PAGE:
Lorbeca Brutus was preparing to turn 25 on Thu., Dec. 16. She wanted to do her hair for her birthday but needed an extension cord for her hair-iron. So on Dec. 15, she set off on foot for the market at Port-au-Prince’s Delmas 24 to buy one. She never did get to do her hair.
At the market, she was spotted by members of the gang from Ruelle Maillart, a street that connects the Belair neighborhood to lower Delmas. They recognized her as a resident of Delmas 6, the neighborhood protected by the vigilance brigade of Jimmy “Barbecue” Cherizier, the leader and spokesman of the “Revolutionary Forces of the G-9 Family and Allies, Mess with One, You Mess with All” (FRG-9).
The men who abducted her were led by gang members Wadley Marseille and a man identified only as “Vierry,” who used to play soccer in Delmas 6. These days, although he’s not a cop, Vierry dresses often in a police uniform, which was given to him by Guetchine “Pachou” Auguste, a policeman who is the de facto leader of the Ruelle Maillart gang.
Gang members grabbed Lorbeca and took her to Ruelle Maillart. They bound her hands and put her in a steel barrel. Then, they poured gasoline into the barrel and set her ablaze.
Fortunately, they had not bound her feet. Although badly burned, she managed to escape from the flames and run away down the hill towards safety in Delmas 4. The gang members set off in pursuit, shooting at her. But she managed to get to Bawozi, where men from Delmas 4 found her and brought her up the hill to their neighborhood in a cart.
They called an ambulance, and she was transported to the Doctors Without Borders hospital in Drouillard, near Croix des Bouquets. Despite the best efforts of doctors, Lorbeca succumbed to the third degree burns which covered most of her body. She died at the hospital on Christmas Eve, Dec. 24.
This account is pieced together from what Lorbeca told her brother, Ricardo, from her hospital bed as well as the men who saved her, along with the testimony of witnesses to the event and other Delmas 6 residents.
She leaves behind her 2-year-old son, Lubens Elma, who is now an orphan. Tragically, Lubens’ father, Ama Elma, a construction worker, was shot to death in November under ambiguous circumstances when returning from work to Canaan, a sprawling Port-au-Prince suburb, where he had a home.
“Lorbeca was a child of Delmas 6,” Ricardo Brutus told Haïti Liberté. “Everyone knew her. Her death has so moved the neighborhood, when I meet people in the neighborhood, before they even reach me, they start crying, which also makes me emotional. The only thing that we hope for is justice, because imagine them burning someone like that, who had no conflict with anybody. It doesn’t make sense.”
Unfortunately, Lorbeca is only the latest of several Delmas 6 residents to die at the hands of the Maillart gang. On Jan. 28, 2021, Jameson “Tizo” Verly was returning from his job on the Airport Road when Pachou and another cop captured him, shot him, and took him on a motorcycle to Ruelle Maillart, according to his sister, Guerdy Verly.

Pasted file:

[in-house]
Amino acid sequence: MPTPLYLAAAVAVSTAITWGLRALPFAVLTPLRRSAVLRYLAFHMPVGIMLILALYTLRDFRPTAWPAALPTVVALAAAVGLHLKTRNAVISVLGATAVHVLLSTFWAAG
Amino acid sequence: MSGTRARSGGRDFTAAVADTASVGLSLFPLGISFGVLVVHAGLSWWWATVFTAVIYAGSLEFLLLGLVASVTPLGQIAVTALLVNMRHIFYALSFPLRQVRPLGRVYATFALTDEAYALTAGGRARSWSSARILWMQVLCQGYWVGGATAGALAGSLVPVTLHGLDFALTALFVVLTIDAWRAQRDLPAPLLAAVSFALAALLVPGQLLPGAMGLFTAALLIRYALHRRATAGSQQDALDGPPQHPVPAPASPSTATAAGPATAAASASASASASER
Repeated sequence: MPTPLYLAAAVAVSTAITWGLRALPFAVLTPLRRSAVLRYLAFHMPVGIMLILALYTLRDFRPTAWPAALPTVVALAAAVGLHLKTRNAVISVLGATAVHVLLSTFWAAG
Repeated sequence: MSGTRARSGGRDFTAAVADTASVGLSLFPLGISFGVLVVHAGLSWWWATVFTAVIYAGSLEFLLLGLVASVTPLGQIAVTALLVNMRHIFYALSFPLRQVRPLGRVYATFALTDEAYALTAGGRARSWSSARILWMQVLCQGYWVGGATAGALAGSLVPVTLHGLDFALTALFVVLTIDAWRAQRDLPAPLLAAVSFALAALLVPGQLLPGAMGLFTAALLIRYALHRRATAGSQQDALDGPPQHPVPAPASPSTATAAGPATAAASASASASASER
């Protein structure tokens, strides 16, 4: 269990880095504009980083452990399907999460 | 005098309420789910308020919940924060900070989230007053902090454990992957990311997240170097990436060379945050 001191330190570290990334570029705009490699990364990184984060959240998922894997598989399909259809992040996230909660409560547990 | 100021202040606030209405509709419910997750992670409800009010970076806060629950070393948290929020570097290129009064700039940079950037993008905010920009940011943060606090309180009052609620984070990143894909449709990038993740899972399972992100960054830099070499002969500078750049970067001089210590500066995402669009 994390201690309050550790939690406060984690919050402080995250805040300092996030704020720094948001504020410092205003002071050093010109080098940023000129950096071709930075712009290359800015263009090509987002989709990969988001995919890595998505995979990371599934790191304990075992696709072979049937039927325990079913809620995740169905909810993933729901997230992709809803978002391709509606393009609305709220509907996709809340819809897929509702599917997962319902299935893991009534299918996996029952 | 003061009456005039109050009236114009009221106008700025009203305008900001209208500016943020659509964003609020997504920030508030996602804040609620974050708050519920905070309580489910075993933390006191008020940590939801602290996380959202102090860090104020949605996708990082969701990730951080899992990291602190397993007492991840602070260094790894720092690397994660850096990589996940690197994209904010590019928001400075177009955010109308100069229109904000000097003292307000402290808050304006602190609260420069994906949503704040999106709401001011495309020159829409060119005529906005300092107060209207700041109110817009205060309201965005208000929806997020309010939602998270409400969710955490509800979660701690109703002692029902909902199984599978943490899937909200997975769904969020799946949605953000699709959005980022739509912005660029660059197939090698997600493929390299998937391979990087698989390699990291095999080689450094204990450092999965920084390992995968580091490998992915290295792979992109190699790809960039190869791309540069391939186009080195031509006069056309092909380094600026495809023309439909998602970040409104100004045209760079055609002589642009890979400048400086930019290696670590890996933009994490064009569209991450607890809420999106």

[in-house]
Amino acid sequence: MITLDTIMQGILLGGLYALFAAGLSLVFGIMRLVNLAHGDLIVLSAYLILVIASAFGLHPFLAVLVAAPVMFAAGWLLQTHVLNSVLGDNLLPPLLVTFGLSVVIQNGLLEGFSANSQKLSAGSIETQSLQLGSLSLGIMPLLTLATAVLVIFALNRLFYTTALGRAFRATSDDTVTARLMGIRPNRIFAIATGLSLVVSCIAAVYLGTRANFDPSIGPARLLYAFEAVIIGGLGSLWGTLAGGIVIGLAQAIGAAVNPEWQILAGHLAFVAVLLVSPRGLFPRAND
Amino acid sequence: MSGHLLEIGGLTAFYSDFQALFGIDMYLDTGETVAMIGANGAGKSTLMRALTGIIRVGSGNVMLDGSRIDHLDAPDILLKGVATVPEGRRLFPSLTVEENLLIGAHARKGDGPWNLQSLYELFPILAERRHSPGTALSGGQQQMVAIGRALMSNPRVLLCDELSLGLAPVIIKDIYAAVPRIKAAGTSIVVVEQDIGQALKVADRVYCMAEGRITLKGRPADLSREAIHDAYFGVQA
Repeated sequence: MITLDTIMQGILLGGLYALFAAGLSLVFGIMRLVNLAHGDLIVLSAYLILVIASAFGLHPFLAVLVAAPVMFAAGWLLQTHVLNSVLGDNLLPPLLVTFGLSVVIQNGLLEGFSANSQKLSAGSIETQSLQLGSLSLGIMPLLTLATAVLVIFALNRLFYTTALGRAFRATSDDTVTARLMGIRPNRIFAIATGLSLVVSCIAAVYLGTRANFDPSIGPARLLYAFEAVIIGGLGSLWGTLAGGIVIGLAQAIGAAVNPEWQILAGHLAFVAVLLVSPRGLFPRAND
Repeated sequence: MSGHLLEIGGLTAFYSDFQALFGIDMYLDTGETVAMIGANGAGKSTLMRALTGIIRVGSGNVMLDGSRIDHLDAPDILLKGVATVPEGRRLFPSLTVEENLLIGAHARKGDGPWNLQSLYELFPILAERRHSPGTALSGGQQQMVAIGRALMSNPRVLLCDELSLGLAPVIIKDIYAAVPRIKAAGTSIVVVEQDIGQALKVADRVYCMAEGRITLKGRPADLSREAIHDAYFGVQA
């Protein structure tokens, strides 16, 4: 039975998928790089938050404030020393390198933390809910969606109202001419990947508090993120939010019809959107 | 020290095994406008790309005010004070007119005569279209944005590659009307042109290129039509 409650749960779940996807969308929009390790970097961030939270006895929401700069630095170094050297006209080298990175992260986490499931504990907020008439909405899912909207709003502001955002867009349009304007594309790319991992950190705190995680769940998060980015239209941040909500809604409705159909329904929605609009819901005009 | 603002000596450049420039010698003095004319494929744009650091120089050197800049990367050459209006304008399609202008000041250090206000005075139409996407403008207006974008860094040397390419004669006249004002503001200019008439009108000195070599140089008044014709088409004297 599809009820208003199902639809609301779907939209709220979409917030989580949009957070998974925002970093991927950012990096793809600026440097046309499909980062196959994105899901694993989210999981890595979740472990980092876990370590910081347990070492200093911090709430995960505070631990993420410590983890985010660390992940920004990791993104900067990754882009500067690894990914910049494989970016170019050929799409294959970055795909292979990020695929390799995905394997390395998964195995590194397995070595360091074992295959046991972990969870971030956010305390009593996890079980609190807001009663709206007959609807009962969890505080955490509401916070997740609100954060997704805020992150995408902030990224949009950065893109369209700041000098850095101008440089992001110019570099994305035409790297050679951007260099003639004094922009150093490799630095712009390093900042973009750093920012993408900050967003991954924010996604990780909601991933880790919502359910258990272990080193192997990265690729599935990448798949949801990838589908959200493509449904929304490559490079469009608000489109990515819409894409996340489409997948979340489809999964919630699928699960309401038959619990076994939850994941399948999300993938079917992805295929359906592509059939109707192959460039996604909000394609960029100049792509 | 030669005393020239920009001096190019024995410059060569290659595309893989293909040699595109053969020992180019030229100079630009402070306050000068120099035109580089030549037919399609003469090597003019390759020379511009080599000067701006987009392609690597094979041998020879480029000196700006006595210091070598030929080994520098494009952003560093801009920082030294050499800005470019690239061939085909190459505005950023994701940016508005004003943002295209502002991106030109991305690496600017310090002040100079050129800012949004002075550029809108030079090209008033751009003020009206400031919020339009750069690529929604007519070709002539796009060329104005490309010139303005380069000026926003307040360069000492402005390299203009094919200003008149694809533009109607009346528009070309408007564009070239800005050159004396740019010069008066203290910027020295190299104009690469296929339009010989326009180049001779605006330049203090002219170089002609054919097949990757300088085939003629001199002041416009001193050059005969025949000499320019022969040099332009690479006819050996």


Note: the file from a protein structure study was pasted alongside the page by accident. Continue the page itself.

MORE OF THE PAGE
“When they got to Maillart, they took pliers and pulled out Jameson’s teeth,” she explained for a soon-to-be-released film, Another Vision. “They cut off his two arms and legs and then told him ‘Go find Barbecue.’ They took out a machete, and he pleaded, ‘please don’t cut off my head.’ They cut off his head, and then they played soccer with it. It was Pachou, Vierry, and Billy.”
According to their neighbors, other Delmas 6 residents have been snatched off the streets to be killed by Ruelle Maillart gang in a similarly gruesome manner.
“According to what I have heard, there was a student [from Delmas 6] in the Daniel Fignolé high school,” Ricardo Brutus said. “They plunged a metal coat-hanger into his ear. They forced the coat-hanger into his ear until he died. That’s why I never go out. I just stay at home.”
On Jan. 1, the 218th anniversary of Haiti’s 1804 independence, the Ruelle Maillart gang began shooting at Delmas 6 across the deserted streets that form a pock-marked no-man’s land between the two neighborhoods.
“Barbecue said, ‘let’s refrain from getting drawn into another war,’” said Mario Brunache, 68, a Delmas 6 resident who was for decades a postal worker and unionist in New York City. “‘Let them shoot. We’re not going to be provoked into shooting back.’”
But the shooting escalated in the early morning hours of Jan. 2, and the policy changed. The men of Delmas 6 launched a counter-offensive, capturing the Dahomey Professional School in central Maillart, which had acted as a kind of headquarters for the Maillart gang. They also burned down a field of banana trees which the Maillart gang members would hide in and shoot from. Cherizier’s soldiers also occupied the Daniel Fignolé High School.
Despite press reports that they lost 7 to 9 men, the Delmas 6 forces did not endure any casualties, according to Brunache, other than one curious teenage boy who was shot in the leg when watching the fighting. Belair neighborhood spokesman Marc-André “Toto” Alexandre said that seven Maillart soldiers had been killed.
On Jan. 1, Cherizier delivered an address to the nation on social media announcing that the truce that he announced in November is now over. The FRG-9 is now launching “Operation 2022,” he said, to continue the struggle for the land reform and egalitarian society that founding father Jean-Jacques Dessalines had announced in Haiti’s independence proclamation 218 years ago and to achieve “a year of unity so that we as a nation can find stability.”
The heavy fighting of Jan. 2 subsided on Jan. 3, but will likely flare again. “Ruelle Maillart’s terrible crimes against lower Delmas must stop,” Brunache said. “No-one can leave the neighborhood without the fear of being attacked and possibly killed. And the burning of Lorbeca was the last straw. The situation is intolerable.”